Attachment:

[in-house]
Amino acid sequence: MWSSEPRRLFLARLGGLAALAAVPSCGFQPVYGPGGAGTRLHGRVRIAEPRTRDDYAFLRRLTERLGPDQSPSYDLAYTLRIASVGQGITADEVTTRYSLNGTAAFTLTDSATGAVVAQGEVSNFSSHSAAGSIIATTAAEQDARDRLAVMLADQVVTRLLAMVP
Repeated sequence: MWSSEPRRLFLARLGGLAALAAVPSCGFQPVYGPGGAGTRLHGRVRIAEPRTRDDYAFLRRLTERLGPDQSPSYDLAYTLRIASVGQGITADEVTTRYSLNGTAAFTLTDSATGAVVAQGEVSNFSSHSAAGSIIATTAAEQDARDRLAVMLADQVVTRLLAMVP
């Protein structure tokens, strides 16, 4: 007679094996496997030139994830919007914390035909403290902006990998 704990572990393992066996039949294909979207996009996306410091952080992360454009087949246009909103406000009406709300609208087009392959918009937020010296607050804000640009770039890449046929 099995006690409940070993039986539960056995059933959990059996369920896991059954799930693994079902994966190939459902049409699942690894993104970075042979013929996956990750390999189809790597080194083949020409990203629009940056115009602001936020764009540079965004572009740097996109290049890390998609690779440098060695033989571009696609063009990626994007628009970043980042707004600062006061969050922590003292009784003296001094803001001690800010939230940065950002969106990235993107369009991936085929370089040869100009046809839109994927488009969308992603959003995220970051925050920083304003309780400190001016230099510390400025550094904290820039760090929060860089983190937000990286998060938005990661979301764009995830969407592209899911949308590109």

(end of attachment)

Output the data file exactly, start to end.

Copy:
[in-house]
Amino acid sequence: MWSSEPRRLFLARLGGLAALAAVPSCGFQPVYGPGGAGTRLHGRVRIAEPRTRDDYAFLRRLTERLGPDQSPSYDLAYTLRIASVGQGITADEVTTRYSLNGTAAFTLTDSATGAVVAQGEVSNFSSHSAAGSIIATTAAEQDARDRLAVMLADQVVTRLLAMVP
Repeated sequence: MWSSEPRRLFLARLGGLAALAAVPSCGFQPVYGPGGAGTRLHGRVRIAEPRTRDDYAFLRRLTERLGPDQSPSYDLAYTLRIASVGQGITADEVTTRYSLNGTAAFTLTDSATGAVVAQGEVSNFSSHSAAGSIIATTAAEQDARDRLAVMLADQVVTRLLAMVP
């Protein structure tokens, strides 16, 4: 007679094996496997030139994830919007914390035909403290902006990998 704990572990393992066996039949294909979207996009996306410091952080992360454009087949246009909103406000009406709300609208087009392959918009937020010296607050804000640009770039890449046929 099995006690409940070993039986539960056995059933959990059996369920896991059954799930693994079902994966190939459902049409699942690894993104970075042979013929996956990750390999189809790597080194083949020409990203629009940056115009602001936020764009540079965004572009740097996109290049890390998609690779440098060695033989571009696609063009990626994007628009970043980042707004600062006061969050922590003292009784003296001094803001001690800010939230940065950002969106990235993107369009991936085929370089040869100009046809839109994927488009969308992603959003995220970051925050920083304003309780400190001016230099510390400025550094904290820039760090929060860089983190937000990286998060938005990661979301764009995830969407592209899911949308590109």